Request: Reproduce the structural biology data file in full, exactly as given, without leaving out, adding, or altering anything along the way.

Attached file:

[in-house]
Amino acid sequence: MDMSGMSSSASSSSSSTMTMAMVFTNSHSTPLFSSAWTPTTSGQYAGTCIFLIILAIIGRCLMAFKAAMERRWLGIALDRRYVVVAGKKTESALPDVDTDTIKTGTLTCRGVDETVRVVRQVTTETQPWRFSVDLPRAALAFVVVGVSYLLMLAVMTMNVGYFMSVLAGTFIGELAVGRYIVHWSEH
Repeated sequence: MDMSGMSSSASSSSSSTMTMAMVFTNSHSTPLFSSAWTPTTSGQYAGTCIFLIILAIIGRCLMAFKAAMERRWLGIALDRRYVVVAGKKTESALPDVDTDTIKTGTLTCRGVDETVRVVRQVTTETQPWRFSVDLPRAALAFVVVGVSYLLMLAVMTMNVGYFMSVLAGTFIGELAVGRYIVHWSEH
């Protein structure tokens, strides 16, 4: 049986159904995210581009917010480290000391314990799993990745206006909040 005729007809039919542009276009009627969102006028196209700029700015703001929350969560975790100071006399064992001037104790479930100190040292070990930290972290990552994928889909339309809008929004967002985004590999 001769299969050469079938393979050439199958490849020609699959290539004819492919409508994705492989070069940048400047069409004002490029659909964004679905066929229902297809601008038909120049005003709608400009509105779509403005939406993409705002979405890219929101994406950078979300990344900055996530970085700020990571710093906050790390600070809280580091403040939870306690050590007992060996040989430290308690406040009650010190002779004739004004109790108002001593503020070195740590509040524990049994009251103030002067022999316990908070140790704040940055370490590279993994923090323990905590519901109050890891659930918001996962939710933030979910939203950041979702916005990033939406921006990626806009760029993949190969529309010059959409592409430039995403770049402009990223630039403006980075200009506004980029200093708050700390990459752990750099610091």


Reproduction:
[in-house]
Amino acid sequence: MDMSGMSSSASSSSSSTMTMAMVFTNSHSTPLFSSAWTPTTSGQYAGTCIFLIILAIIGRCLMAFKAAMERRWLGIALDRRYVVVAGKKTESALPDVDTDTIKTGTLTCRGVDETVRVVRQVTTETQPWRFSVDLPRAALAFVVVGVSYLLMLAVMTMNVGYFMSVLAGTFIGELAVGRYIVHWSEH
Repeated sequence: MDMSGMSSSASSSSSSTMTMAMVFTNSHSTPLFSSAWTPTTSGQYAGTCIFLIILAIIGRCLMAFKAAMERRWLGIALDRRYVVVAGKKTESALPDVDTDTIKTGTLTCRGVDETVRVVRQVTTETQPWRFSVDLPRAALAFVVVGVSYLLMLAVMTMNVGYFMSVLAGTFIGELAVGRYIVHWSEH
């Protein structure tokens, strides 16, 4: 049986159904995210581009917010480290000391314990799993990745206006909040 005729007809039919542009276009009627969102006028196209700029700015703001929350969560975790100071006399064992001037104790479930100190040292070990930290972290990552994928889909339309809008929004967002985004590999 001769299969050469079938393979050439199958490849020609699959290539004819492919409508994705492989070069940048400047069409004002490029659909964004679905066929229902297809601008038909120049005003709608400009509105779509403005939406993409705002979405890219929101994406950078979300990344900055996530970085700020990571710093906050790390600070809280580091403040939870306690050590007992060996040989430290308690406040009650010190002779004739004004109790108002001593503020070195740590509040524990049994009251103030002067022999316990908070140790704040940055370490590279993994923090323990905590519901109050890891659930918001996962939710933030979910939203950041979702916005990033939406921006990626806009760029993949190969529309010059959409592409430039995403770049402009990223630039403006980075200009506004980029200093708050700390990459752990750099610091």